2. Jesus knows that the Philadelphians have little power, but they faithfully keep His word and do not deny His name. What encouragement can smaller churches gain from these words?

Read verses 9-11 and discuss the following.

  1. As in Smyrna, we see that the Philadelphians were coming under persecution from the Jews of the city. Why did the hostility exist? Why does Jesus claim that the Jews are not really Jews?
  2. Because the Philadelphians were faithful to keep Jesus’ word, He promises to keep them from the hour of trial that is coming. What does Jesus mean by this promise?

Read verses 12-13 and discuss the following.

  1. To the one who conquers, Jesus lists a staggering series of promises. What is New Jerusalem, and what is the significance of these promises?


  • Though the world might have considered the church of Philadelphia to be weak, Jesus knows that in Him they are strong. Consider your areas of weakness and how God might be glorified by working through them.
  • Philadelphia was built around a major trading road, meaning that traffic between Rome and Asia constantly poured through the city. This placed in Philadelphia a uniquely opened door for sending the gospel to places further to the east, like India and China. As in Colossian 4:3-4, pray also for open doors to declare the mystery of Christ in your own life.
The Man of Faith

The Birth of Isaac

Presently, I am entrenched in the twelfth week of studying the story of Abraham in Genesis. Analyzing the life of the man of faith has been an incredibly fruitful journey, yet as I now approach chapter 21, one word reverberates through my head: finally! We are, at last, able to read about the birth of Abraham’s promised son, Isaac!

Though only three months have passed since we first read God’s promise to Abraham, the wait has been excruciating. Of course, I believe that Moses (the author of Genesis) was trying to achieve that very effect by continuously reminding us of the promise in nearly every chapter. Through reading Genesis, we are supposed to experience a taste of Abraham’s longing for a son.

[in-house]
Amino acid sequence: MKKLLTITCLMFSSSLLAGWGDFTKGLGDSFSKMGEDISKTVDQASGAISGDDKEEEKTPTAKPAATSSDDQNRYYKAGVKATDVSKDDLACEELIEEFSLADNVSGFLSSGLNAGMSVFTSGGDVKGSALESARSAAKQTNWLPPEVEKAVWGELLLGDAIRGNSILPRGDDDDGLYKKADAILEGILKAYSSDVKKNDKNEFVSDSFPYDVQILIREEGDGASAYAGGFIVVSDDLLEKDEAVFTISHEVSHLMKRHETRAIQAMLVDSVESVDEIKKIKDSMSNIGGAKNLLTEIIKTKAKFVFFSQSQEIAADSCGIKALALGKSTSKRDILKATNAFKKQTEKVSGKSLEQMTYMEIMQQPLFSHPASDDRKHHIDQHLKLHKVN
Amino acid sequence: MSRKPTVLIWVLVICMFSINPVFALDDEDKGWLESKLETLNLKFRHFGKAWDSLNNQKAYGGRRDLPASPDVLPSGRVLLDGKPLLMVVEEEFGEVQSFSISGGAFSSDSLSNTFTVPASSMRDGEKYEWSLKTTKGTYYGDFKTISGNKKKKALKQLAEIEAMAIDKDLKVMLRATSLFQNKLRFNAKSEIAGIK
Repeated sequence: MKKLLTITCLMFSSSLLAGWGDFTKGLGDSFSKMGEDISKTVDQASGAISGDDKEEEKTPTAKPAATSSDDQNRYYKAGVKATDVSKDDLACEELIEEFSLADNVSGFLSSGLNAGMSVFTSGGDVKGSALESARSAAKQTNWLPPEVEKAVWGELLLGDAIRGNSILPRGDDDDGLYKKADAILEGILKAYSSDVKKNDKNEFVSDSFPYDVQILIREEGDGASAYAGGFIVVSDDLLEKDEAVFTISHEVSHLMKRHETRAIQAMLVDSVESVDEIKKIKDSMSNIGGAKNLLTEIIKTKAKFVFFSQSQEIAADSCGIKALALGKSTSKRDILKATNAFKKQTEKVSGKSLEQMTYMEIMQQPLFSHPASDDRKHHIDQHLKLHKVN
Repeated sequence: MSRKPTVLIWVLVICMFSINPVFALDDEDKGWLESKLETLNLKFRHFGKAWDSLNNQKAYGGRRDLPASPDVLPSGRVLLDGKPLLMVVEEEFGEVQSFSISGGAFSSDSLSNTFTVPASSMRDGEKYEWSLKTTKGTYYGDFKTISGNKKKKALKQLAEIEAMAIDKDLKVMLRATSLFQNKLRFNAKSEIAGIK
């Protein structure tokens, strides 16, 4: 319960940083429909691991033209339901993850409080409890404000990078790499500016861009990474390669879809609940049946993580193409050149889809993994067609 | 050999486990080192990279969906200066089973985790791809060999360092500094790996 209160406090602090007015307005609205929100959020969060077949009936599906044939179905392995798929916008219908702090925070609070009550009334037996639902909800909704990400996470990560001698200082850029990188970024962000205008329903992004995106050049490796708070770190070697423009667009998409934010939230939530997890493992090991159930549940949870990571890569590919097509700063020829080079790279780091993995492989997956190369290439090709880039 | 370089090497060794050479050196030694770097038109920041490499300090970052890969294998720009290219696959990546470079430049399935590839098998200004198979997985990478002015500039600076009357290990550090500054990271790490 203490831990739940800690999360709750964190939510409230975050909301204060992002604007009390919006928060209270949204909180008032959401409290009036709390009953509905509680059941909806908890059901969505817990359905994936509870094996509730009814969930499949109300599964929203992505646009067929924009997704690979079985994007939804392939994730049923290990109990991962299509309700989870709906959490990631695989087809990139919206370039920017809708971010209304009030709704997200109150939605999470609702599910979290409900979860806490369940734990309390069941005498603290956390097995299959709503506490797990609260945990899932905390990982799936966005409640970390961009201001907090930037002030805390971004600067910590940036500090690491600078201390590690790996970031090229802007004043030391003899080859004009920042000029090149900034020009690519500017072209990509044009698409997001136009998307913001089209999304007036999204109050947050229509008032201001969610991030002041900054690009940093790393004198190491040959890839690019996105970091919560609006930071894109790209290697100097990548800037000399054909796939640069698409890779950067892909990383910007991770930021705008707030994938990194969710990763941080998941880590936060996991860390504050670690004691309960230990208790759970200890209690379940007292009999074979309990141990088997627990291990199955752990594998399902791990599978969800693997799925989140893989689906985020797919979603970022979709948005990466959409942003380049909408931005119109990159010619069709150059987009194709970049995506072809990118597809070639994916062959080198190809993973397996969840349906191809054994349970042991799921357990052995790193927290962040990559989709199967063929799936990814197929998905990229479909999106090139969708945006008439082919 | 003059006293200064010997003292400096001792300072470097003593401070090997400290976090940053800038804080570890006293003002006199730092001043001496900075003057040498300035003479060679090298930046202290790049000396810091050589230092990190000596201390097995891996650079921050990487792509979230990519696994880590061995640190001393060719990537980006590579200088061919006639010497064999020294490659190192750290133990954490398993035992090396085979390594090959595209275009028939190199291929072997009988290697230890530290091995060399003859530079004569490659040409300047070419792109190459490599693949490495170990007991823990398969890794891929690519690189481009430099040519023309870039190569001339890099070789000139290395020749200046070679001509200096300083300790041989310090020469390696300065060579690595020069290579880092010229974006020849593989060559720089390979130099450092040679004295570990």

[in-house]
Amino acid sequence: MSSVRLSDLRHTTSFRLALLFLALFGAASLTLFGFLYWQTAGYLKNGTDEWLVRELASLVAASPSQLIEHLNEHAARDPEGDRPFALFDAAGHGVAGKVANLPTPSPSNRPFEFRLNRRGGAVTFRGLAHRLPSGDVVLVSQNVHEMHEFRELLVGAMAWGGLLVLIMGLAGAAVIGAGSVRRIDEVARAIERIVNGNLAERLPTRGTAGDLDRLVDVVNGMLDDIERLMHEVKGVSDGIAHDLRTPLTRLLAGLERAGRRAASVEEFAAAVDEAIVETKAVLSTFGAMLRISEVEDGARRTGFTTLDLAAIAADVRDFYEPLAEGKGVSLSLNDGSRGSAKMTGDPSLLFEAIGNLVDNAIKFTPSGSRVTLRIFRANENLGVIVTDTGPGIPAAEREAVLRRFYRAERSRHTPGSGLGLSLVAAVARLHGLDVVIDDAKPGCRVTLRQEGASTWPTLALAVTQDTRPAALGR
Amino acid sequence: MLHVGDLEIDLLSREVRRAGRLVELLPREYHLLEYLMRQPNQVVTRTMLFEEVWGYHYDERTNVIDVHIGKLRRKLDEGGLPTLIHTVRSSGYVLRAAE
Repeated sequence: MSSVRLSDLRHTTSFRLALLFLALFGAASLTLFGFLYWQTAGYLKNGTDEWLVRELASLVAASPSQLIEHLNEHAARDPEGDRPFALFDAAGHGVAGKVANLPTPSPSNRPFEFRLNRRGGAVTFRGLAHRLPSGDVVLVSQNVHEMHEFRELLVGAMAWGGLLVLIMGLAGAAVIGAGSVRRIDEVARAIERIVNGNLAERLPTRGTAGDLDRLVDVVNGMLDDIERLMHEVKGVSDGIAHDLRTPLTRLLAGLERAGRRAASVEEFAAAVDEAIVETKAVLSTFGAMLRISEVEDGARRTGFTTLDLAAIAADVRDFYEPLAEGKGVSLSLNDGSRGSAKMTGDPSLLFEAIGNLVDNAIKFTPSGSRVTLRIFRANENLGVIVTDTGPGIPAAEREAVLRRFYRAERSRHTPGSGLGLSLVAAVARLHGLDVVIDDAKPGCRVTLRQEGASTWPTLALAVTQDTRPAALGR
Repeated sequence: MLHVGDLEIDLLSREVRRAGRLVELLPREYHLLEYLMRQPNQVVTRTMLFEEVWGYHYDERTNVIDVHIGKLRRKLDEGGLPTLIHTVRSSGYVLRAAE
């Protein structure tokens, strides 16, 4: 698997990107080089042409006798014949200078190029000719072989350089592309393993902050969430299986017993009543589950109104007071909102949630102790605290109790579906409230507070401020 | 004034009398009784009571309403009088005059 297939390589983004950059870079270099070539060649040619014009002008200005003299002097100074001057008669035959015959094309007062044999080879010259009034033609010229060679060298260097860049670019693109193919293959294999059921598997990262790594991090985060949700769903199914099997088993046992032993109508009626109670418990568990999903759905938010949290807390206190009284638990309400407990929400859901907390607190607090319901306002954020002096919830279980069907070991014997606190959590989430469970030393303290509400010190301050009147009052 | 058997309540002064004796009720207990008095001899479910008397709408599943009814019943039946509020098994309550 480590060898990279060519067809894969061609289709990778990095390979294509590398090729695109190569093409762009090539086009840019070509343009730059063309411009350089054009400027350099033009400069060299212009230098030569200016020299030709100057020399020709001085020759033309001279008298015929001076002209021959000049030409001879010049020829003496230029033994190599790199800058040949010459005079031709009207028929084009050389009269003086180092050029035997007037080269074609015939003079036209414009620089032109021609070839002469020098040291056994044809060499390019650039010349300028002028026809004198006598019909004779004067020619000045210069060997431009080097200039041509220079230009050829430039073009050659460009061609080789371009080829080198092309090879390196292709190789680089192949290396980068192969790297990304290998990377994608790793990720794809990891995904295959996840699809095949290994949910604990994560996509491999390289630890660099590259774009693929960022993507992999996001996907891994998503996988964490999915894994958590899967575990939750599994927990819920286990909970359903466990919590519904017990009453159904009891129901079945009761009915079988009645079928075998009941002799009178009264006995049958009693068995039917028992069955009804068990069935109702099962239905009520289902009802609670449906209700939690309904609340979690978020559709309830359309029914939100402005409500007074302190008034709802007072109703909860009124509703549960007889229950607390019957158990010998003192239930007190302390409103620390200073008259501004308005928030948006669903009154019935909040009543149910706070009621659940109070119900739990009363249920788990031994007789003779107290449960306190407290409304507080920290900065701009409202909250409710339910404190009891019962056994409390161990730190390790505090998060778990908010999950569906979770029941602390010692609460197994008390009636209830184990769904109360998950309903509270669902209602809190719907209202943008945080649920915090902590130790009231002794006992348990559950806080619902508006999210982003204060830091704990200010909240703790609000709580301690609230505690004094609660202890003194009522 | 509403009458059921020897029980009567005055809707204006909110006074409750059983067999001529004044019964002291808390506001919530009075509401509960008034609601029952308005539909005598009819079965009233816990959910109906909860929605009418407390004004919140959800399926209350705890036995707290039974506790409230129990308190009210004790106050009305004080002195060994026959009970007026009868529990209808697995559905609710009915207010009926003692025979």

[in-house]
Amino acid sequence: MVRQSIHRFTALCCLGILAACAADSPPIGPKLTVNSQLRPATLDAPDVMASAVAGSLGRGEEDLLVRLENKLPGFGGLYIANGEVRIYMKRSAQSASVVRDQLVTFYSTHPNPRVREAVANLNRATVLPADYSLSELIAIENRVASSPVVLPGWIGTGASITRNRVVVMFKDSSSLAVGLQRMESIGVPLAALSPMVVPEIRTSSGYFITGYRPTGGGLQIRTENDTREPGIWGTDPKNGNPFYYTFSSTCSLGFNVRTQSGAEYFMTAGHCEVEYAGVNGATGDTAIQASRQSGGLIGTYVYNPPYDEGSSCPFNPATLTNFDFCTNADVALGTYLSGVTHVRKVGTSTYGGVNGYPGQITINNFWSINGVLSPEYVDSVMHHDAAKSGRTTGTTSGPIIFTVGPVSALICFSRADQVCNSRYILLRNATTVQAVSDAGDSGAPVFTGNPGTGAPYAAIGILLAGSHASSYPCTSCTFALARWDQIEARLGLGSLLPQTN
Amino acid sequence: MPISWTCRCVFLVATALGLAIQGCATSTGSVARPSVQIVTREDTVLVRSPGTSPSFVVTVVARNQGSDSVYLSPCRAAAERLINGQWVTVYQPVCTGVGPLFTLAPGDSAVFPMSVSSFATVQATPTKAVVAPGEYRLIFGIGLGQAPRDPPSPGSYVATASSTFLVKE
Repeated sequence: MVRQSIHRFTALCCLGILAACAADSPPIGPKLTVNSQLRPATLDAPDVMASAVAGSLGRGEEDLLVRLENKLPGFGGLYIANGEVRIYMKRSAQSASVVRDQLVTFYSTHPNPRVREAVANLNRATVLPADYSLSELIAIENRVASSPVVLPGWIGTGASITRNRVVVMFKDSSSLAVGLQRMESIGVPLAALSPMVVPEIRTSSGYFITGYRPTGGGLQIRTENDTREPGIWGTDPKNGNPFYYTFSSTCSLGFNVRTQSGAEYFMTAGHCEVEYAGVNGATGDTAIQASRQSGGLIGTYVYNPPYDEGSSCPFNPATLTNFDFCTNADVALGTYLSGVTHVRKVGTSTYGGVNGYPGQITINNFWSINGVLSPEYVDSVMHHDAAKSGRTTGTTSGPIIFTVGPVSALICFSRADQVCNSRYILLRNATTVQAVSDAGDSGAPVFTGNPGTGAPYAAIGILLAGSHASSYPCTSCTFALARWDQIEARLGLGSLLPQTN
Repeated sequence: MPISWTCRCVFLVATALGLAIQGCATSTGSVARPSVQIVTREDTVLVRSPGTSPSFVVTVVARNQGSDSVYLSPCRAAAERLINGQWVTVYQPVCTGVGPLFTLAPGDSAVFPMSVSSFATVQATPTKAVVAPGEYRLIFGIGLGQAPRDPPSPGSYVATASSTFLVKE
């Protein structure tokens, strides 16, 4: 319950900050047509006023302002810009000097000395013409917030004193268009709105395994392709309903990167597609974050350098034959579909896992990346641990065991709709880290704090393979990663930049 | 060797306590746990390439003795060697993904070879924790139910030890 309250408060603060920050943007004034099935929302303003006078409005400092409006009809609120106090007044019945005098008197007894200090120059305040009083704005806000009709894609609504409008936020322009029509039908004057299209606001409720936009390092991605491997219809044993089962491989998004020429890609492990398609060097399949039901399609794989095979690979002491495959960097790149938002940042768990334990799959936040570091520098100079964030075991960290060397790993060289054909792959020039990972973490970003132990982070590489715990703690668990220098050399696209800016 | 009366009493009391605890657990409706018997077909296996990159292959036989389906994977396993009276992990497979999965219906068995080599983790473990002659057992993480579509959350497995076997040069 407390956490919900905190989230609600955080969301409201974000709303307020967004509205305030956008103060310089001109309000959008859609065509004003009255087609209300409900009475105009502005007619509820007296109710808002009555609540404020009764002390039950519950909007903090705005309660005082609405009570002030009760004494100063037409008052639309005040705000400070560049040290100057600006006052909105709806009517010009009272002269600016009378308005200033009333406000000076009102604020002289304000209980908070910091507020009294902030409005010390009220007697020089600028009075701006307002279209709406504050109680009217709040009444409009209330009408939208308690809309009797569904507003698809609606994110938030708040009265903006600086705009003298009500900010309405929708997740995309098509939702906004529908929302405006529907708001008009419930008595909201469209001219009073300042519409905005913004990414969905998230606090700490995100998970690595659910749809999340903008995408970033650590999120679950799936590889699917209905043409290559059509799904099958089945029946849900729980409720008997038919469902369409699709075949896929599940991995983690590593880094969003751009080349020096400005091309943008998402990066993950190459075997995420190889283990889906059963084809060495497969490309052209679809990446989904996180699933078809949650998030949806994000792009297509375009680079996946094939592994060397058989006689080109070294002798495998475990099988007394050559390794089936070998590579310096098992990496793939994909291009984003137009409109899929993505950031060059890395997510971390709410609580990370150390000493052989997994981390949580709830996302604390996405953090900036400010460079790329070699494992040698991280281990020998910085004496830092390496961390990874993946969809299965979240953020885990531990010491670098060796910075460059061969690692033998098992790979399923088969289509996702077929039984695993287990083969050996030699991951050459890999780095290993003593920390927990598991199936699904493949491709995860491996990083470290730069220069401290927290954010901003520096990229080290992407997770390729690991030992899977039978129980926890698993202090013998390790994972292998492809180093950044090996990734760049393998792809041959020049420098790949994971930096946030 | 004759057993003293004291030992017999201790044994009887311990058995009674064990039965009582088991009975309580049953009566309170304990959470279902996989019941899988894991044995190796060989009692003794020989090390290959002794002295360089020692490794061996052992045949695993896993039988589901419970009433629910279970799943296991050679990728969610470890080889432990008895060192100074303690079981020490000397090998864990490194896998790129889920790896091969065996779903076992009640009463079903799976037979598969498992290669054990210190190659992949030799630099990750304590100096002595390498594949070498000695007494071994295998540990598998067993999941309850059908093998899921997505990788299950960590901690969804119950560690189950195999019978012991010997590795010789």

Still, our measly three months is nothing when compared to the twenty-five years that Abraham waited.

Can you imagine?

Twenty-five years.

And not even early in life.

No, twenty-five years on the backend of living.

Within those twenty-five years, Abraham and Sarah watched as their biological ability to bear children vanished.

After twenty-five years, Isaac was an impossibility.

So, why did God wait so long? What purpose could there possibly have been for God dragging Abraham and Sarah through such an ordeal?

Providentially, we know that nothing happens apart from the will of God, and we understand that God works all things “together for good, for those who are called according to his purpose.”[1] However, that promise can be difficult to believe whenever we do not clearly see the evidence of God’s orchestrating of events.

The same must have been true for Abraham, but we have a benefit that Abraham did not. We have his entire life laid out before us on paper. We are, then, able to see many workings of God in Abraham’s life that he may never have witnessed himself. And in these workings, we can see some of the purposes with which God delayed in providing Isaac, and perhaps, we might be able to glean something valuable from these lessons for our own life.

1. Waiting Builds Patience

Possibly the easiest lesson to be learned from Abraham’s waiting for Isaac’s birth is patience. Galatians informs us that patience is a fruit of the Spirit.[2] This means that followers of Christ should exercise patience because of the indwelling Holy Spirit. Unfortunately, many today believe that patience is simply the ability to wait, making patience a much neglected virtue. The Oxford Dictionary, however, defines patience as “the capacity to accept or tolerate delay, trouble, or suffering without getting angry or upset.” Such a definition ought to also describe the temperament of a Christian.